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I read the letter on ‘Early implant removal: an ethical dilemma’ by Bari et al. 1 in the January 2013 issue of the Journal with interest, a great feeling of disappointment and I shared the feelings of alarm with the authors. The piece reported a 29-year-old woman who was so dissatisfied with her subdermal implant that she attempted removal herself without anaesthetic and she broke the device. She had requested removal from “several sexual health clinics” but had been turned away.
Refusing removal in this way will surely destroy the reputation of this method and do great harm to the population of contraceptive seekers, as well as the distressed user.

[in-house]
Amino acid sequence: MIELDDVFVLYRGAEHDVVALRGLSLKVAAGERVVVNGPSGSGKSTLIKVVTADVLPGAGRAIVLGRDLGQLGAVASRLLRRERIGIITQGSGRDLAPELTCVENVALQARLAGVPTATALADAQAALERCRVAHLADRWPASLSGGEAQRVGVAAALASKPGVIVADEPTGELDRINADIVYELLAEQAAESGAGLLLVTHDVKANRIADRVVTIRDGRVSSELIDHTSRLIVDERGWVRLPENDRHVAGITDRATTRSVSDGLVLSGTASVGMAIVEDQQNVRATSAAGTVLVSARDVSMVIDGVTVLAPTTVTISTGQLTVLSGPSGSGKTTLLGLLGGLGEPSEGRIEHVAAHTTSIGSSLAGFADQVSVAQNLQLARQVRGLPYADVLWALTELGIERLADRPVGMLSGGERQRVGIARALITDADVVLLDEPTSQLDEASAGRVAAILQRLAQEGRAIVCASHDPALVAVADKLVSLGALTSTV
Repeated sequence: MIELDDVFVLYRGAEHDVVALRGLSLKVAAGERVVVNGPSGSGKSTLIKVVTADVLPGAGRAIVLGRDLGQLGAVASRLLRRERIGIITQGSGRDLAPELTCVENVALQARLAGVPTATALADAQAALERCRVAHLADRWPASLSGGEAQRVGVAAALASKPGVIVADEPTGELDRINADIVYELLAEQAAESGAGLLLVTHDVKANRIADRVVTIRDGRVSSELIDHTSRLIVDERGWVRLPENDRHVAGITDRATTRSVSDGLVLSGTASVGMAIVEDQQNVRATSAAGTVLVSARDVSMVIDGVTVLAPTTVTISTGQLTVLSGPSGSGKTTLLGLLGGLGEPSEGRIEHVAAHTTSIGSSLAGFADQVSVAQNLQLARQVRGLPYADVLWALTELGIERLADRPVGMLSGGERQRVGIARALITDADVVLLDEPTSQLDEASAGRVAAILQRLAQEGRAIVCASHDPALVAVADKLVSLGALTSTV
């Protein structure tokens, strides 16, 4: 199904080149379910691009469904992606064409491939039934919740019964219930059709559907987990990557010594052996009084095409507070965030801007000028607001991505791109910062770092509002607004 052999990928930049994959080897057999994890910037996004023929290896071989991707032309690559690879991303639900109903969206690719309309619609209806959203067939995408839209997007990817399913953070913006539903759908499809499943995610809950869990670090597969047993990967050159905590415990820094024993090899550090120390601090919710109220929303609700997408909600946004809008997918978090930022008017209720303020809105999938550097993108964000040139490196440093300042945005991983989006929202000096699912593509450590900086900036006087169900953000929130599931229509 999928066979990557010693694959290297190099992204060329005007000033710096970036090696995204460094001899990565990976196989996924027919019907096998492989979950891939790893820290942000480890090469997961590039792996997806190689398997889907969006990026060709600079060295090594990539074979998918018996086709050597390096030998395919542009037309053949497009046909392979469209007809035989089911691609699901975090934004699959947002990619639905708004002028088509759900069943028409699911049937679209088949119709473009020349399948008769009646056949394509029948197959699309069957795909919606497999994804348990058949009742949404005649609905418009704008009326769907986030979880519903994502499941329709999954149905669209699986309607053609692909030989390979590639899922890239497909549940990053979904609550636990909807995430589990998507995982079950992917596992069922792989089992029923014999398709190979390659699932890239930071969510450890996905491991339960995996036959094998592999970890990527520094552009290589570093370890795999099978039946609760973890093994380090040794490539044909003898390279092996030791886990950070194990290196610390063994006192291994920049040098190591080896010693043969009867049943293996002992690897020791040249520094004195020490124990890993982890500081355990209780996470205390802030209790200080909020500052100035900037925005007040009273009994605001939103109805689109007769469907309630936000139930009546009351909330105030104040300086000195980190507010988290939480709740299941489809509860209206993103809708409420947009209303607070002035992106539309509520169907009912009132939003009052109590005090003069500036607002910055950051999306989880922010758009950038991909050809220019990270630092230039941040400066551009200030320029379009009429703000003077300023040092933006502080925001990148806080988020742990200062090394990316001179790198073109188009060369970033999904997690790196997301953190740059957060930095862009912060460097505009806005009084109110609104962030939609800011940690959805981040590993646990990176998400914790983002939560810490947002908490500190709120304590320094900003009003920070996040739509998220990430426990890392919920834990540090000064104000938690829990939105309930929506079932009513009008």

Some years back I worked in Indonesia (and several South Asian countries) where women were often refused early cessation of a contraceptive method. Consequently, in Indonesia especially, Norplant® developed a reputation for causing a high level of unwanted bleeding and other undesirable side effects and uptake fell. Surely we must not make the same mistake again here in Britain?
Competing interests None, although the author does fit subdermal implants and intrauterine devices in general practice in England.
Provenance and peer review Not commissioned; internally peer reviewed.
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